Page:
• Consider a Structure Interview Approach based on the top key competencies of the job and evaluate candidates individually of each other. Avoid asking questions about attributes and instead focus on assessing someone’s competencies and their ability to do work.
      • Attributes describe personal characteristics.
      • Competencies or job knowledge tends to focus on a specific functional area. For example, someone’s ability to develop a marketing campaign or a revenue analysis report. Competencies can be thought and tested and are easier to evaluate by interviewers.
  1. Work Sample Testing
    • Consider giving the candidate a "homework" assignment prior to the second interview. For example, discuss with candidates one to two real world challenges and have them come up with a solution. Keep it simple: focus on content not style, and have candidates offer a solution to a real business issue.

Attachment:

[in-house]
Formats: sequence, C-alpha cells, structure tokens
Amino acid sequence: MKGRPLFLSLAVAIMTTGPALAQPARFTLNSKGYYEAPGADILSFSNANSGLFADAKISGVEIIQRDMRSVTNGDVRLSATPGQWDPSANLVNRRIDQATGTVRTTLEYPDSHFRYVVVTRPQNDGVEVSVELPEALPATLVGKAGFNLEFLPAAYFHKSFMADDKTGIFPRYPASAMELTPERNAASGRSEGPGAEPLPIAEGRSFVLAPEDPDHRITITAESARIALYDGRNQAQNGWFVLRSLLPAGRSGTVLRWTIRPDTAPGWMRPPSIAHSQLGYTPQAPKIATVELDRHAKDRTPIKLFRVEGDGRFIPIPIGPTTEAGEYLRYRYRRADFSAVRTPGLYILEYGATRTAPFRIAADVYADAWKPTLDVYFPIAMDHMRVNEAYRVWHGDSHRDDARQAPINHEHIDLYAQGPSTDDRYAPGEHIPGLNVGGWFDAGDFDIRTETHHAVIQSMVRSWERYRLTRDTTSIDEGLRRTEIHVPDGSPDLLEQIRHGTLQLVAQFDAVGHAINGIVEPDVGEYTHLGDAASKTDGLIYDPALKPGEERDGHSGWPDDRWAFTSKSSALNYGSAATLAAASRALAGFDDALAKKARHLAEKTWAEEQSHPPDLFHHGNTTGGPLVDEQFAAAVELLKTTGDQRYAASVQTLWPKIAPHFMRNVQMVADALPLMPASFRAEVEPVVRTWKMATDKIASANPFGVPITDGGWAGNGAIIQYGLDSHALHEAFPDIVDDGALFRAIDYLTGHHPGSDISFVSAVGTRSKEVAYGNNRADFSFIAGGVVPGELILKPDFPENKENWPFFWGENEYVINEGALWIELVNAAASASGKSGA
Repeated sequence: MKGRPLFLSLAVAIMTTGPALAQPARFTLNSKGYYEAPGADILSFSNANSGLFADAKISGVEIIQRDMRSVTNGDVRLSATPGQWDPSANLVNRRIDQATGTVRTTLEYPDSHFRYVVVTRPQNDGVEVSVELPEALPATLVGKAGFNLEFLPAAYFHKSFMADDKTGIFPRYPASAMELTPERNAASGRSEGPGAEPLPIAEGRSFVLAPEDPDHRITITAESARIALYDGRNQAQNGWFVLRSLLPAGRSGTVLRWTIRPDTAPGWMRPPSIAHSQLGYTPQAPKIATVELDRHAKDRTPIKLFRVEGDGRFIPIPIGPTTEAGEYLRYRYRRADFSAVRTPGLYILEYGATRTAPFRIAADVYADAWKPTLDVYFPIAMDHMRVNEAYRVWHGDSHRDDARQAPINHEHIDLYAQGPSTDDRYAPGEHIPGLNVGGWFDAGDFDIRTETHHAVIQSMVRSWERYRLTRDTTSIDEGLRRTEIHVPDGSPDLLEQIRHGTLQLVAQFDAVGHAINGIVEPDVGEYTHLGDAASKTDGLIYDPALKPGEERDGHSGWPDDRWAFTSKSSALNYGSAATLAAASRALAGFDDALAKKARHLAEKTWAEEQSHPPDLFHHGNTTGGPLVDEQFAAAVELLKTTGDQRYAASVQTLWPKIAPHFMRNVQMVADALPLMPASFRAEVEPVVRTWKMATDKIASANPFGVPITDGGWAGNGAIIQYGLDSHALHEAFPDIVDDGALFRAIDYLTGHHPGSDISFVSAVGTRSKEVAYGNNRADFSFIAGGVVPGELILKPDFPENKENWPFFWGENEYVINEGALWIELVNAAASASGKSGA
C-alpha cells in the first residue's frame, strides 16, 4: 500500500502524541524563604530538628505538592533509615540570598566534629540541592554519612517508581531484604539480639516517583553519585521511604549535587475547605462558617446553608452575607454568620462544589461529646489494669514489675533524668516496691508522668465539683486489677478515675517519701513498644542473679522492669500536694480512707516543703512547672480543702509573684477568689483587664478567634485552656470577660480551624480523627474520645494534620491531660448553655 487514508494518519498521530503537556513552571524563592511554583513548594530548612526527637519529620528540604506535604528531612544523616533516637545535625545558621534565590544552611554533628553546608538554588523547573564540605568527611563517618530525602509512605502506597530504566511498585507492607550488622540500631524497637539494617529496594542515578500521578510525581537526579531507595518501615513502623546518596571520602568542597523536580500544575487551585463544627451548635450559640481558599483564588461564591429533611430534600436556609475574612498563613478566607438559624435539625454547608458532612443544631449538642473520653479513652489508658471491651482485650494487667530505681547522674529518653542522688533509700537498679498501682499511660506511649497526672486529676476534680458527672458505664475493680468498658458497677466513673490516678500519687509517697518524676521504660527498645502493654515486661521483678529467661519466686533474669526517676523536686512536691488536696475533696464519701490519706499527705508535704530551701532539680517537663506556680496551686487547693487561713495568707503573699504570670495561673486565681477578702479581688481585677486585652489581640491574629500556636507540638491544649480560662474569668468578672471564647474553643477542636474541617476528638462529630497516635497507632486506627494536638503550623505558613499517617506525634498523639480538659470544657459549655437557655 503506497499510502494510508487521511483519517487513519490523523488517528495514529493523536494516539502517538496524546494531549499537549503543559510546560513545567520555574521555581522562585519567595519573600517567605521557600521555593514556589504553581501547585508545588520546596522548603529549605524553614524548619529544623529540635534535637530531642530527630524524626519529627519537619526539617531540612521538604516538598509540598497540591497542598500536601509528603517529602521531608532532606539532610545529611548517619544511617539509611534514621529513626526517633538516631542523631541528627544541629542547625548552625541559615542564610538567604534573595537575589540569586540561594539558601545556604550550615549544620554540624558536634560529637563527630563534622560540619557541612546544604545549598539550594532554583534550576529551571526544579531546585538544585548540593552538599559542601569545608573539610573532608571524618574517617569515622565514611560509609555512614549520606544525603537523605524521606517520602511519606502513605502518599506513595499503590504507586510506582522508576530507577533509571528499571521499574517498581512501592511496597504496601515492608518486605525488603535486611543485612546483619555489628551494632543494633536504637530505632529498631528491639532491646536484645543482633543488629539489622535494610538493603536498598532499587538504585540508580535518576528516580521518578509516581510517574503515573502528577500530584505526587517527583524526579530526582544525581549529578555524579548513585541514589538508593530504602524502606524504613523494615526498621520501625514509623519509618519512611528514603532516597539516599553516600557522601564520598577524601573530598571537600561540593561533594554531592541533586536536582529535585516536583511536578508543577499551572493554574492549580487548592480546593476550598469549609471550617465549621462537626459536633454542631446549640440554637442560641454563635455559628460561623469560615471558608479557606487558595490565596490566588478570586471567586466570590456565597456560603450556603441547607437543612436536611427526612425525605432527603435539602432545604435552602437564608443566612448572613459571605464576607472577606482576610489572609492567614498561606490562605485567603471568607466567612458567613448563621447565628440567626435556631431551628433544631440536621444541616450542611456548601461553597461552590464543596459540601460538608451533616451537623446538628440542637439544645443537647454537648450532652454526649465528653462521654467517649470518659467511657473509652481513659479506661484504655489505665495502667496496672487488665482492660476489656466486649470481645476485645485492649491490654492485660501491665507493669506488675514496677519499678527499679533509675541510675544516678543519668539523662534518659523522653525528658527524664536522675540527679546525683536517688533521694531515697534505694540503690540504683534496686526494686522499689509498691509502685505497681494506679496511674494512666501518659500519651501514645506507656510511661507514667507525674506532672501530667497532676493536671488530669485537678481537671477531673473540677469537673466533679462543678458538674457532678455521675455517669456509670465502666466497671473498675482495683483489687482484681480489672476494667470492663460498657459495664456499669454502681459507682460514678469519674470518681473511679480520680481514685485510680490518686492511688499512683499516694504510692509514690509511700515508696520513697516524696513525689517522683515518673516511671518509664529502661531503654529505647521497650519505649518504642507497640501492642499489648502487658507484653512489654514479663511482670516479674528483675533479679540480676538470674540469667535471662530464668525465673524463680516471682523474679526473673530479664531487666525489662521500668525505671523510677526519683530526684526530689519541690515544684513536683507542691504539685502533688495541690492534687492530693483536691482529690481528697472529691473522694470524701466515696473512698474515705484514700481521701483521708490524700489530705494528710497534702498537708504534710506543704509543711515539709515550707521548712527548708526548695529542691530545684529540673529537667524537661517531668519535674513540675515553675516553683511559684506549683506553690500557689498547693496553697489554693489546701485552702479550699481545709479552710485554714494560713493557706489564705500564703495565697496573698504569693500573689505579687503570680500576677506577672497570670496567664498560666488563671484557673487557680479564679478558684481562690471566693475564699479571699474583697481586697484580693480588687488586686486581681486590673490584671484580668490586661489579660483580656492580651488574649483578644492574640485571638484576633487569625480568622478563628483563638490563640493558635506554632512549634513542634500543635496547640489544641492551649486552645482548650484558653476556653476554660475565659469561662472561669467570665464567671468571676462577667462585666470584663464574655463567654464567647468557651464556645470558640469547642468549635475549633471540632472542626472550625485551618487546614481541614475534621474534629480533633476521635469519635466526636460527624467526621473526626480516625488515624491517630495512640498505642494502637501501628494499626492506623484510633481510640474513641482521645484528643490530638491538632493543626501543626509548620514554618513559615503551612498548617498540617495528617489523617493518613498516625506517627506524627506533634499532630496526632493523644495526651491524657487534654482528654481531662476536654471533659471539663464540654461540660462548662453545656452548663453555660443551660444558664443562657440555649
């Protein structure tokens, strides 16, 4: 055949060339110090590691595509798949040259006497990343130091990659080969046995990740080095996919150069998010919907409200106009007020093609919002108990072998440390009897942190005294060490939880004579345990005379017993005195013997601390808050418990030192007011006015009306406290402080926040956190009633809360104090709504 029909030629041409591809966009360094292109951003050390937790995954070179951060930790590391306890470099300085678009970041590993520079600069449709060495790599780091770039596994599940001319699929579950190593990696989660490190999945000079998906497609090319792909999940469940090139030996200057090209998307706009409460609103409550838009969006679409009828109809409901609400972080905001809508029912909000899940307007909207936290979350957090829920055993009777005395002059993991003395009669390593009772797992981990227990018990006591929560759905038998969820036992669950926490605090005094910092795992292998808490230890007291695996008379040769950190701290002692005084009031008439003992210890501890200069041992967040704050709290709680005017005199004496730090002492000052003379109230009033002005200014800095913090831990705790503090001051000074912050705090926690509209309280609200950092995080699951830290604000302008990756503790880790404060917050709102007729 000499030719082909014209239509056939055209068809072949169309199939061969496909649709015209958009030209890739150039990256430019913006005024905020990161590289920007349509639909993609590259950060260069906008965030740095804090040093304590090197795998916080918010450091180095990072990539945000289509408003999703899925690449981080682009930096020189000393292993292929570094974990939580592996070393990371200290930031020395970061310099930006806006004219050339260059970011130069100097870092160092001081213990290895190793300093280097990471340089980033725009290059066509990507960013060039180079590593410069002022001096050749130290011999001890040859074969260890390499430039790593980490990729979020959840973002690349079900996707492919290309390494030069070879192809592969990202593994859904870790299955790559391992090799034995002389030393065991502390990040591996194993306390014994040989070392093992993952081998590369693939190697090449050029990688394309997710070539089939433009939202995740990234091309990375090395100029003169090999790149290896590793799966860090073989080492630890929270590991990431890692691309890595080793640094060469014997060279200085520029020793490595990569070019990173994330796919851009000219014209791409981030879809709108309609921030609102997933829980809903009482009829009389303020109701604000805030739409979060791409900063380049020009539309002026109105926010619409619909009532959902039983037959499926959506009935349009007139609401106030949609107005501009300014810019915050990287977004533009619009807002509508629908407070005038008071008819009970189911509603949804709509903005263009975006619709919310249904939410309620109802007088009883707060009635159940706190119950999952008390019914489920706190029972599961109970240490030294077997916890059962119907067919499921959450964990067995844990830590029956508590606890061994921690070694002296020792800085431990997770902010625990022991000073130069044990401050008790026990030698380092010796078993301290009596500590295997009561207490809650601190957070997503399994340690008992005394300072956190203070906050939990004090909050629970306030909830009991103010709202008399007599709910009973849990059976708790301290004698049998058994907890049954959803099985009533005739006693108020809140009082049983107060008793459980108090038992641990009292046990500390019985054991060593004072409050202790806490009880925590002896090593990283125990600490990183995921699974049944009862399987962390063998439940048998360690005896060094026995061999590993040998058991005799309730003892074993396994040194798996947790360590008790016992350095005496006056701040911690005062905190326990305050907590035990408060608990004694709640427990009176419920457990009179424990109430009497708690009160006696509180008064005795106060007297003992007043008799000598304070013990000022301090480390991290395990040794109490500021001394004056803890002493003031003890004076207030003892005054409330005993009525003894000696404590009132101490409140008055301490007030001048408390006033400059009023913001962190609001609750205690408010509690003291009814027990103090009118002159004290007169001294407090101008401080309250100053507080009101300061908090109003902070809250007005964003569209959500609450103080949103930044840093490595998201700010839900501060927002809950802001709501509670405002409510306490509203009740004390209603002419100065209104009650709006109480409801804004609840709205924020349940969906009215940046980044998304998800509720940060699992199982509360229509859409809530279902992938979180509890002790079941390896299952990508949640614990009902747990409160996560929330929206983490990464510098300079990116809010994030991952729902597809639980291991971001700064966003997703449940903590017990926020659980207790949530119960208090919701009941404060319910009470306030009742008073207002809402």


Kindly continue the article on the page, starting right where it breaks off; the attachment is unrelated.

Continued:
1. Debriefing with your team
    • Keep the focus on facts and not opinions, give interviewers written questions to reflect on, and ask them to rate the candidate’s response by using a rating skill from 1-5.
    • Consider challenging the interview team by asking questions like:
      • What are the candidate’s strengths?
      • What assistance will they need to be successful?

Adopting more evidence-based hiring processes that focus on eliminating bias and improving hiring accuracy should be on top of every employers list. Organizations must change their hiring practices to better support hiring managers, without that support a tumbling series of unintentional cognitive bias can easily cascade into systemic bias. Small mistakes in the hiring process have an enormous effect in who we decide to hire. You shouldn’t want to hire people to fit in, instead focus on hiring people that move your organization forward and add something new to the team.